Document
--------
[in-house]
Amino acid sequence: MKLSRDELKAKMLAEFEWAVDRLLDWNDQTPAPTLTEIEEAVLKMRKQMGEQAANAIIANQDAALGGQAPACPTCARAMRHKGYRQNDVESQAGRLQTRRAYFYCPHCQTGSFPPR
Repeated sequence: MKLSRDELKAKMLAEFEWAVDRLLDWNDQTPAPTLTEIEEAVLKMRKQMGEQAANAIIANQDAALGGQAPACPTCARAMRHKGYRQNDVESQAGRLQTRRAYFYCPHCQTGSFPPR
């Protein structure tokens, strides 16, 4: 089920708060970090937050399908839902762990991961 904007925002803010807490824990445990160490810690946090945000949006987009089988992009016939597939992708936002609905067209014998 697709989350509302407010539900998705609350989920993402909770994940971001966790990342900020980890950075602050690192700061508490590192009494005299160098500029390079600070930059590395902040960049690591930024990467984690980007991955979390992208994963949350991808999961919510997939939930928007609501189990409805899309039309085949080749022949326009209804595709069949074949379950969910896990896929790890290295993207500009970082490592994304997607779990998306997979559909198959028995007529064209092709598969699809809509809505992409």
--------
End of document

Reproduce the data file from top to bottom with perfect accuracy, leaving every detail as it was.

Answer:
[in-house]
Amino acid sequence: MKLSRDELKAKMLAEFEWAVDRLLDWNDQTPAPTLTEIEEAVLKMRKQMGEQAANAIIANQDAALGGQAPACPTCARAMRHKGYRQNDVESQAGRLQTRRAYFYCPHCQTGSFPPR
Repeated sequence: MKLSRDELKAKMLAEFEWAVDRLLDWNDQTPAPTLTEIEEAVLKMRKQMGEQAANAIIANQDAALGGQAPACPTCARAMRHKGYRQNDVESQAGRLQTRRAYFYCPHCQTGSFPPR
């Protein structure tokens, strides 16, 4: 089920708060970090937050399908839902762990991961 904007925002803010807490824990445990160490810690946090945000949006987009089988992009016939597939992708936002609905067209014998 697709989350509302407010539900998705609350989920993402909770994940971001966790990342900020980890950075602050690192700061508490590192009494005299160098500029390079600070930059590395902040960049690591930024990467984690980007991955979390992208994963949350991808999961919510997939939930928007609501189990409805899309039309085949080749022949326009209804595709069949074949379950969910896990896929790890290295993207500009970082490592994304997607779990998306997979559909198959028995007529064209092709598969699809809509809505992409």